|Date||March 8th, 2013|
|Written By||Polly Campbell|
I have been enjoying myself immensely recently as I try a series of new restaurants that are creating a modern dining scene - places like Kaze, Metropole and M. Like a lot of the eating-out public, I am excited by restaurants that offer something new and different.
But many of you, I'm pretty sure, feel the opposite: that the best thing a restaurant can do is continue to offer the same delicious thing you had last time you were there, and the time before that.
That's the dilemma of Barresi's. Owner Sarah Wagner bought the restaurant in 2005, inheriting a very loyal customer base and a well-established menu. But she has wanted to bring things more up-to-date. So the menu has been edited and streamlined, healthier dishes and entree salads included, and a cozy wine bar , cocktails and a menu of Italian "tapas" added.
Trust me, it's nothing radical. The menu still is what I'd call upscale (quite upscale by the prices) Italian comfort food. Not spaghetti and meatballs so much as salmon in lobster cream sauce or sauteed artichoke hearts.
To me some dishes are delicious but seem dated; to the Saturday night crowd, they probably seemed like friends. There may still be Italian dishes to discover here: a carpaccio you've never had, zabaglione and, if you've never been here, the zeppole. Be careful with those: the little puffy breads come in a basket before your food. They remind me of beignets, with Parmesan instead of powdered sugar. It takes great self-control not to eat them all while waiting for the first course. They even brought a basket when two of us ate at the wine bar and had a couple of small plates such as saganaki ($10) - a garlicky, olive-oily melted cheese dish - and pork tenderloin ($10) sliced on top of risotto with pesto, one of the dishes marked with a heart-healthy logo.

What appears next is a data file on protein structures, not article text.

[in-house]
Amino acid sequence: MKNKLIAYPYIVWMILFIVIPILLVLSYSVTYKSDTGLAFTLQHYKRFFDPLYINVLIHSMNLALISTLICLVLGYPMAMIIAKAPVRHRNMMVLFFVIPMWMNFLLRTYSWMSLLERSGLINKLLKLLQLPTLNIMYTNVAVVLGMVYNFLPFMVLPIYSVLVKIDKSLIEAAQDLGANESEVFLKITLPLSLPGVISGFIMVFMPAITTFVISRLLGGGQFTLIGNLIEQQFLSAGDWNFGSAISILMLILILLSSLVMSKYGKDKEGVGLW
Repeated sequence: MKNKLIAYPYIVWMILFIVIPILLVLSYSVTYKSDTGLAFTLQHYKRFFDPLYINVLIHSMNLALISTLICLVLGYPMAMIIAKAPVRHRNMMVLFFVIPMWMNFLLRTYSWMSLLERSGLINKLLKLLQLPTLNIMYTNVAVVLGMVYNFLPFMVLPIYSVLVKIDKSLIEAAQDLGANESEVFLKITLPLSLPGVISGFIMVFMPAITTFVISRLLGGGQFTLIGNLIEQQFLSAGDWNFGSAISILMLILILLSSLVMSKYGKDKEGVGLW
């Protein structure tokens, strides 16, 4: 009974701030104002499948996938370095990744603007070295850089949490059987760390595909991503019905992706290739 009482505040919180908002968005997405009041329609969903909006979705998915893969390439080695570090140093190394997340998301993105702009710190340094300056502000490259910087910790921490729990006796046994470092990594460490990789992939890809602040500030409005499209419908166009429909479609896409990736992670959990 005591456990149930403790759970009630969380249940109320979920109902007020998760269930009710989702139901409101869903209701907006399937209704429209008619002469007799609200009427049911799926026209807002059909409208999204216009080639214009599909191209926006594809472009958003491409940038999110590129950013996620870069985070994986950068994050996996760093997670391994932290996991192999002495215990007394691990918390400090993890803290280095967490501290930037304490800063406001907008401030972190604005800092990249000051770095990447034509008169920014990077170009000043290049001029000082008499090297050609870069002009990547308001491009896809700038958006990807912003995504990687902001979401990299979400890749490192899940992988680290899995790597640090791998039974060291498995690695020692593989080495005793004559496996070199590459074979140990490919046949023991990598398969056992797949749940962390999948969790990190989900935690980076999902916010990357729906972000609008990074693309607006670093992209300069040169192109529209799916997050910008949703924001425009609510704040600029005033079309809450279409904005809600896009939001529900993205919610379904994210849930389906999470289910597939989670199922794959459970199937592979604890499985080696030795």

In the dining room, I went simple for my starter: a cup of delicious minestrone ($3.50), with ditalini and beans, vegetables and cheese. The carpaccio ($13) was also lovely, with capers and a lemony olive oil drizzle. A Caesar salad ($5) wasn't quite a true original, but better than the ubiquitous restaurant version.
We ordered both the lobster ravioli ($29) and the salmon cardinale ($30) and then realized how similar they are. Both feature a smooth, rich lobster cream sauce. This is what I mean by delicious but dated; a sauce that feels luxurious, but is rather bland compared with the kind of things they're serving Downtown. The ravioli seemed a bit thick to me, but there were some serious chunks of lobster meat on both dishes, taking it out of the ordinary.
Fillet of beef with gorgonzola ($36) was another rich one; well-cooked filet, a rich creamy blue cheese sauce, spinach - a pretty garnish. I think I liked the chicken scarpariello ($20) more, with a tomato sauce full of caper, sausage, olives and peppers - a much more lively dish, but without the high-class ingredients.
The tiramisu ($6.50) is delicious. And I loved being able to order Zabaglione ($8.50), a classic Italian dessert of marsala-flavored custard. It was more than really necessary - we shared.
Wagner is at the door to make the owners' greeting, which is really important to this kind of restaurant, to which people return frequently. Our server was more formal than friendly, but I didn't find anything to complain about in the execution and service.